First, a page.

After several days like that, we consulted with our internist and switched Dolly back to Novolin as a stop-gap until we could figure out another plan.
What About Basal/Bolus Insulin Therapy?
During one of our consultations on Dolly with our internist, I had asked why we don’t use the basal/bolus insulin therapy (BBIT) in dogs, the way human diabetics do. That is, they will use a long-acting insulin to cover their base needs throughout the day (the “basal”), and then give themselves a shorter-acting insulin to cover the glucose impact of meals (the “bolus”). This is a standard approach to managing diabetes in people. With dogs, we just give one injection of insulin twice a day, with each meal, and that insulin is typically one of the intermediate-acting types like Novolin NPH or Vetsulin.
Our internist told me that a) the basal/bolus approach is just not used in dogs and b) veterinarians have a hard enough time getting pet owners to give two shots (morning and evening with meals) every day, let alone the four shots necessary to implement a basal/bolus insulin therapy.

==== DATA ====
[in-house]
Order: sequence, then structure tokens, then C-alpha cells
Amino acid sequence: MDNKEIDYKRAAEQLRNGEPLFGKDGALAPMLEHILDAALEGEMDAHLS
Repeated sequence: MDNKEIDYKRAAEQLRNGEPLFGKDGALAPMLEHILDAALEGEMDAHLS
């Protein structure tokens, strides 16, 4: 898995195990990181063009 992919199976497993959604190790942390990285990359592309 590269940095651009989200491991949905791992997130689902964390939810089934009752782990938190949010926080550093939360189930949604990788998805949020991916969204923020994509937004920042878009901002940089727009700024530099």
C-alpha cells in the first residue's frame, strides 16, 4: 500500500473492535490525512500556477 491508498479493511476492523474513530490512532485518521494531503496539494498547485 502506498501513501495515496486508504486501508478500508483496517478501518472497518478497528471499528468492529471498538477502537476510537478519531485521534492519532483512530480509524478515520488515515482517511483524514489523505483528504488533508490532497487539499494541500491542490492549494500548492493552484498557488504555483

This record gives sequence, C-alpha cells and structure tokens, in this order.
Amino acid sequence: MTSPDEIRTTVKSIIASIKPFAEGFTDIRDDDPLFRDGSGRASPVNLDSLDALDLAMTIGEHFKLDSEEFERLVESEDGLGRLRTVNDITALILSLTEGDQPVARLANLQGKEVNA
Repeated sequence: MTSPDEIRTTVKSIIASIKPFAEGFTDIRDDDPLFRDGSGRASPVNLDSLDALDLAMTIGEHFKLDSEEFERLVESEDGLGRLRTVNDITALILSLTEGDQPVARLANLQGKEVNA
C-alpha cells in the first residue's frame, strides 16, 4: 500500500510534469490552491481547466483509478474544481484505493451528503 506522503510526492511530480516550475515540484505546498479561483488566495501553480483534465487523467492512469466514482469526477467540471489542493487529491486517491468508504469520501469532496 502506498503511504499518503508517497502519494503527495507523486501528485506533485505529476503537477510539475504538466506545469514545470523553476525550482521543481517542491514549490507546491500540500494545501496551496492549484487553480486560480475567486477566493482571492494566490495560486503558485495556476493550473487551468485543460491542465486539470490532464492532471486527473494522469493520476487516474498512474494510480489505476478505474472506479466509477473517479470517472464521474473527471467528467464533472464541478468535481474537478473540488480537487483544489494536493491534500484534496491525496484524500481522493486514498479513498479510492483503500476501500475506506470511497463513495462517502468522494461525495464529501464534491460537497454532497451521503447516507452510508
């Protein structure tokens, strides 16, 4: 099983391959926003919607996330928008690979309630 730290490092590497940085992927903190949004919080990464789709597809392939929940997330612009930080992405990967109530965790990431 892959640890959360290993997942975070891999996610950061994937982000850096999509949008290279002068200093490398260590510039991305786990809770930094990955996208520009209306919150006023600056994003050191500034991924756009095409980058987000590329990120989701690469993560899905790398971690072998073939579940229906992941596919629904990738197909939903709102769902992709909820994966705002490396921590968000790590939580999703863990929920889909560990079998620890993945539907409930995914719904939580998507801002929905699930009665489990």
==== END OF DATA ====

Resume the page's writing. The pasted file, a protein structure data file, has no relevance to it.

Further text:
A few years ago we had taken two of our other poorly regulated diabetic dogs to see specialists at Tufts, and I had asked those clinicians the same question. I got the same answer.
This frustrated me, because it just seemed that veterinary medicine should be open to trying any and all approaches to managing canine diabetes. And we shouldn’t assume that all pet owners are reluctant to give shots.
Where’s The Research?
But, the understandable showstopper for any veterinarian who wanted to even try something totally different was the lack of any veterinary research to prove that such an approach would work in dogs.
At the time we were seeing the Tufts clinicians, I had searched for this kind of research but couldn’t find anything.
After that conversation with our internist in March about Dolly, I came home from Burlington, got on the computer that evening, and searched again. This time, finally, there was the first published research on a trial using the basal/bolus insulin therapy in dogs! The study was conducted at the University of Pennsylvania and published in the American Journal of Veterinary Research in February 2020. It’s now open access and is available here.